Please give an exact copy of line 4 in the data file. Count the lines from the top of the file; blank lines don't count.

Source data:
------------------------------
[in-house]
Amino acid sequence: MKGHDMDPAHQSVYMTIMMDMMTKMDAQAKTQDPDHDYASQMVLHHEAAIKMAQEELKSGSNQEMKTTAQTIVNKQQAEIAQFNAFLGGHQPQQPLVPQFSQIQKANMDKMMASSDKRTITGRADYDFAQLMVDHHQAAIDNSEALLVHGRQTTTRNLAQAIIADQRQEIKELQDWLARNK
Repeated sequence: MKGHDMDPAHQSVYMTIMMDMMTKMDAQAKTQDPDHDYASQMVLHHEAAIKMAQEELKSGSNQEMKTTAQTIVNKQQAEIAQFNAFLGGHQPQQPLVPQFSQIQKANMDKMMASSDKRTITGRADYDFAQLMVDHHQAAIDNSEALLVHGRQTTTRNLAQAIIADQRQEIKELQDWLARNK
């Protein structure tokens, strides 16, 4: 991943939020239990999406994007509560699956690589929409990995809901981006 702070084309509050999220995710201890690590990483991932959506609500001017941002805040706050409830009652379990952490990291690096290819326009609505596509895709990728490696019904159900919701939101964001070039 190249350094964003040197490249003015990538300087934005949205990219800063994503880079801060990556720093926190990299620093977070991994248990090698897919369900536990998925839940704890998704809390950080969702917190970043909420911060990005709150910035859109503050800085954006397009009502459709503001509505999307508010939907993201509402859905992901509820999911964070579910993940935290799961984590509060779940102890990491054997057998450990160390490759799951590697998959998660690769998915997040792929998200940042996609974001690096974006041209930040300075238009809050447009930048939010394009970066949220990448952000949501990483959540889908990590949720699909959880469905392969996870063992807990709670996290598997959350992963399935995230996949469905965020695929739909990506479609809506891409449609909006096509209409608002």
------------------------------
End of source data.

């Protein structure tokens, strides 16, 4: 991943939020239990999406994007509560699956690589929409990995809901981006 702070084309509050999220995710201890690590990483991932959506609500001017941002805040706050409830009652379990952490990291690096290819326009609505596509895709990728490696019904159900919701939101964001070039 190249350094964003040197490249003015990538300087934005949205990219800063994503880079801060990556720093926190990299620093977070991994248990090698897919369900536990998925839940704890998704809390950080969702917190970043909420911060990005709150910035859109503050800085954006397009009502459709503001509505999307508010939907993201509402859905992901509820999911964070579910993940935290799961984590509060779940102890990491054997057998450990160390490759799951590697998959998660690769998915997040792929998200940042996609974001690096974006041209930040300075238009809050447009930048939010394009970066949220990448952000949501990483959540889908990590949720699909959880469905392969996870063992807990709670996290598997959350992963399935995230996949469905965020695929739909990506479609809506891409449609909006096509209409608002």